Thursday, November 22, 2007

Pakistan top judge still retained

Musharaf seems to be confident of control. Even to leave the country he must have felt that there would be no move to toss him out. Significantly the chief justice is still under house arrest even though judges have been released. The chief justice has always been a thorn in the side of Musharraf. The spotlight seems to be off Bhutto for the moment. The US would be happy if Musharraf would make another deal with her but it doesn't seem likely given Bhutto's recent comments on Musharraf.

Pakistan top judge still detained
Pakistan's ousted chief justice remains under arrest, a day after officials said judges detained under emergency rule could move around freely.
Iftikhar Chaudhry tried to leave his Islamabad residence but was stopped from doing so by security forces.

Meanwhile, President Musharraf has amended the constitution to prevent future legal challenges to his actions.

His government has urged the Commonwealth to delay a decision on suspending Pakistan from its meetings.

Gen Musharraf imposed emergency rule on 3 November, saying the measure was needed to rein in the judiciary and fight extremists.

He is under pressure to end the state of emergency ahead of general elections promised for 8 January.

Judge held

Former Chief Justice Chaudhry was removed from his post on 3 November and has been under house arrest ever since.


On Tuesday, the government announced it had released more than 3,000 people jailed under emergency rule.

Interior Ministry spokesman Javed Iqbal Cheema said judges would also be "free to go home if they so wish or desire".

"They are living in the judges colony of their own accord - they can leave if they want to," he said.

Mr Chaudhry tried to leave his residence on Wednesday but was stopped from going to the Supreme Court by large numbers of security forces ringing his residence.

Another judge, former presidential candidate Wajihuddin Ahmed, tried to visit Mr Chaudhry and was briefly detained along with a lawyer.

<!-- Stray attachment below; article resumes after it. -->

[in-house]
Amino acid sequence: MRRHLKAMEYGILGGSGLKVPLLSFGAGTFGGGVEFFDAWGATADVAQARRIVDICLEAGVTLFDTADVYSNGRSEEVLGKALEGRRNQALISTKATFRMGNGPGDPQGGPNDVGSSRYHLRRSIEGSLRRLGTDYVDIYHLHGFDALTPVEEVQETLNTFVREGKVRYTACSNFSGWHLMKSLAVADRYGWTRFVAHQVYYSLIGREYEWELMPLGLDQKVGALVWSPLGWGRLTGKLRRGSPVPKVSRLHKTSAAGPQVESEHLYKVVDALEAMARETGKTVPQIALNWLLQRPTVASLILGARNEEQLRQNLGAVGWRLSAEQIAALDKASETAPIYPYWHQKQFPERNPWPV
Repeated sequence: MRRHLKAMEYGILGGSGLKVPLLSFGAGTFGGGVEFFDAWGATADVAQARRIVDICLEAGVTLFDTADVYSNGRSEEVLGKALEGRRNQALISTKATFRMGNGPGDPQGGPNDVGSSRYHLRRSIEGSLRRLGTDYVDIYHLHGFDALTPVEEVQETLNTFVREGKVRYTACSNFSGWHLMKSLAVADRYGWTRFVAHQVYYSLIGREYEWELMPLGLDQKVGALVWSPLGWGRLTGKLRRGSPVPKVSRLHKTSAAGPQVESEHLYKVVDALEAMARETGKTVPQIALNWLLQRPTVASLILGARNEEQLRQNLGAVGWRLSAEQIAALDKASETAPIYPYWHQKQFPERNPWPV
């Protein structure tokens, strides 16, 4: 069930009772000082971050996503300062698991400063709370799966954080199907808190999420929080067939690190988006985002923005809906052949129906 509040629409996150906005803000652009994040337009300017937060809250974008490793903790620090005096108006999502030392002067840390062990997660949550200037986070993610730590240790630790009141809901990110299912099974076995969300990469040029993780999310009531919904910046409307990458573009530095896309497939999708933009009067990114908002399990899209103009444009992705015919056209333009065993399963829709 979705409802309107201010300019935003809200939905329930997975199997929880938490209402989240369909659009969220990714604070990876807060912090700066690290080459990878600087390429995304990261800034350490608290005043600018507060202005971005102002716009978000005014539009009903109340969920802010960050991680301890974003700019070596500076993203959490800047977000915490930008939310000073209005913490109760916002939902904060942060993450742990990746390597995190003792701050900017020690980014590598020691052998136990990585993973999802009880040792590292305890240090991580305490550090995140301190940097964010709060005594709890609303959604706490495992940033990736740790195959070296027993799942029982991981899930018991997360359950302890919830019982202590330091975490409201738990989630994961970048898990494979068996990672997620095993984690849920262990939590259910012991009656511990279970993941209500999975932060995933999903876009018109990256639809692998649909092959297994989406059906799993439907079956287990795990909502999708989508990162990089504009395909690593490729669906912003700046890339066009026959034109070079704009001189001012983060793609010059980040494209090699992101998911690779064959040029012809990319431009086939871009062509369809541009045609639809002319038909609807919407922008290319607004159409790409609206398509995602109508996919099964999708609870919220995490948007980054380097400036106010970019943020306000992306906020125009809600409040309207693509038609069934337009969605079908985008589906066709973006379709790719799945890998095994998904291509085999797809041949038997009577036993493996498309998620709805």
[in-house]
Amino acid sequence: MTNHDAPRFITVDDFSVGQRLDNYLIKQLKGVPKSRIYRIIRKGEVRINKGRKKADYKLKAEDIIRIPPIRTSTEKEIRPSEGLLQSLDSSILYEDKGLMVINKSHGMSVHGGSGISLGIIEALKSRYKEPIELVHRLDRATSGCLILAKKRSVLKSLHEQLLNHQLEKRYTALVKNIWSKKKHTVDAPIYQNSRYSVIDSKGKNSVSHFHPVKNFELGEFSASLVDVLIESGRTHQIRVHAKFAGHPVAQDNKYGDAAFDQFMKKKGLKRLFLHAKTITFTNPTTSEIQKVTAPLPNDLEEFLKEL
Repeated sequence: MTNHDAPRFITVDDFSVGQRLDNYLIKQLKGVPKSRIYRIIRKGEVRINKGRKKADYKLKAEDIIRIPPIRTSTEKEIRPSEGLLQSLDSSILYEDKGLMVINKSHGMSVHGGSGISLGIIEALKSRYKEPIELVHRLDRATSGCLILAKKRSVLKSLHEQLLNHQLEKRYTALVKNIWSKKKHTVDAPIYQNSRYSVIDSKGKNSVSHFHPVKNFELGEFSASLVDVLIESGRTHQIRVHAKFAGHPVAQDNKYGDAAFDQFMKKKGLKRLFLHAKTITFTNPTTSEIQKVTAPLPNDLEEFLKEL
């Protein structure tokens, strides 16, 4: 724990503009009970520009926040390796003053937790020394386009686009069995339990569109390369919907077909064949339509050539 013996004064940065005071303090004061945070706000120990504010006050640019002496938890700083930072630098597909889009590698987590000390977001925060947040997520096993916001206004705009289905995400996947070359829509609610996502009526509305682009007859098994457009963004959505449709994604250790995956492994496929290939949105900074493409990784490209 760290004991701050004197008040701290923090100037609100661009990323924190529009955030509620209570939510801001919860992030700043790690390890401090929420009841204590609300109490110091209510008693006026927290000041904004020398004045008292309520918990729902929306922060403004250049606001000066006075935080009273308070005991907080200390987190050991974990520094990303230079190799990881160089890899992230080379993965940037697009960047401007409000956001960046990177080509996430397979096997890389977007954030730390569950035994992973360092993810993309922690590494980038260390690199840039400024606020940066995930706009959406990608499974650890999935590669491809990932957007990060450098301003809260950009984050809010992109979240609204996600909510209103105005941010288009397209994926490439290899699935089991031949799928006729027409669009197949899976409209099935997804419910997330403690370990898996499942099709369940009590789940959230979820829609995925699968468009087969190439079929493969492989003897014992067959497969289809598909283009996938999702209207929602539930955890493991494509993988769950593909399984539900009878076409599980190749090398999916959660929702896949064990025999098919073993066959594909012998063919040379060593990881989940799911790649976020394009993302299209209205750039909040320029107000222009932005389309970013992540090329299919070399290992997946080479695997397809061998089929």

The release of political opponents has been a key demand of opposition parties who are threatening to boycott the January vote.

A number of leading political figures are still being held.

Late on Tuesday, about 170 journalists detained earlier in the day in the southern city of Karachi were freed.

Commonwealth talks

On Wednesday, President Musharraf flew back to Pakistan from talks in Saudi Arabia.


His visit had encouraged rumours that he would hold contacts with former Prime Minister Nawaz Sharif or seek to prolong his exile there.

A presidential spokesman said Gen Musharraf had met King Abdullah and other officials but had had no contact with Mr Sharif.

Mr Sharif's party, meanwhile, was adamant he would not hold negotiations "with a military dictator".

On his return to Pakistan, Gen Musharraf issued an amendment to the constitution which says his declaration of the state of emergency cannot be over-ruled in court.

Analysts say the general's move is an another attempt to protect himself after he relinquishes the post of army chief, which he may do shortly.

Later on Wednesday, Pakistan announced it had asked the Commonwealth for "a short postponement" of its decision on whether to suspend it from its meetings.

Foreign ministers of the 53-nation grouping, mainly made up of former British colonies, are meeting in Uganda. Gen Musharraf has been given until Thursday to lift emergency rule.

Suspension would be seen as largely symbolic, observers say.

Story from BBC NEWS:
http://news.bbc.co.uk/go/pr/fr/-/2/hi/south_asia/7105923.stm

Published: 2007/11/21 15:22:13 GMT

© BBC MMVII

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